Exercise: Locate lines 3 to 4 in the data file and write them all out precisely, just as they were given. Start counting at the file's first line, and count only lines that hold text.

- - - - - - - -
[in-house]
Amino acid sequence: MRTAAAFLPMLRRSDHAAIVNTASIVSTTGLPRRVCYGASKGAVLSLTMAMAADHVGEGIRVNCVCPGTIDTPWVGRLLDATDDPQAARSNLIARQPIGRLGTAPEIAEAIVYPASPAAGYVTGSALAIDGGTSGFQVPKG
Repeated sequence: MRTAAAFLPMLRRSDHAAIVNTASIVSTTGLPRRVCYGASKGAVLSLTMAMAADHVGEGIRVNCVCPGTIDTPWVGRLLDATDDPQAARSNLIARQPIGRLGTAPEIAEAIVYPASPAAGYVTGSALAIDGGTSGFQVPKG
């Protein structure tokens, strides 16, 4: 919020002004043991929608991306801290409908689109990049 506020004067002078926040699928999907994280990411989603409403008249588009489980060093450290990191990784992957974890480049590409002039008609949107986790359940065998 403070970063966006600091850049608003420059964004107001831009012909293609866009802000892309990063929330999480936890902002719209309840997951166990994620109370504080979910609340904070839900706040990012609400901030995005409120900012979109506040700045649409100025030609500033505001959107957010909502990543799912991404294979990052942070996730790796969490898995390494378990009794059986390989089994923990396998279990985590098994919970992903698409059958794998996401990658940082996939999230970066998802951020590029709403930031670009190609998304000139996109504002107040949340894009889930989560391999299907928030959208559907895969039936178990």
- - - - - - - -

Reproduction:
Repeated sequence: MRTAAAFLPMLRRSDHAAIVNTASIVSTTGLPRRVCYGASKGAVLSLTMAMAADHVGEGIRVNCVCPGTIDTPWVGRLLDATDDPQAARSNLIARQPIGRLGTAPEIAEAIVYPASPAAGYVTGSALAIDGGTSGFQVPKG
């Protein structure tokens, strides 16, 4: 919020002004043991929608991306801290409908689109990049 506020004067002078926040699928999907994280990411989603409403008249588009489980060093450290990191990784992957974890480049590409002039008609949107986790359940065998 403070970063966006600091850049608003420059964004107001831009012909293609866009802000892309990063929330999480936890902002719209309840997951166990994620109370504080979910609340904070839900706040990012609400901030995005409120900012979109506040700045649409100025030609500033505001959107957010909502990543799912991404294979990052942070996730790796969490898995390494378990009794059986390989089994923990396998279990985590098994919970992903698409059958794998996401990658940082996939999230970066998802951020590029709403930031670009190609998304000139996109504002107040949340894009889930989560391999299907928030959208559907895969039936178990």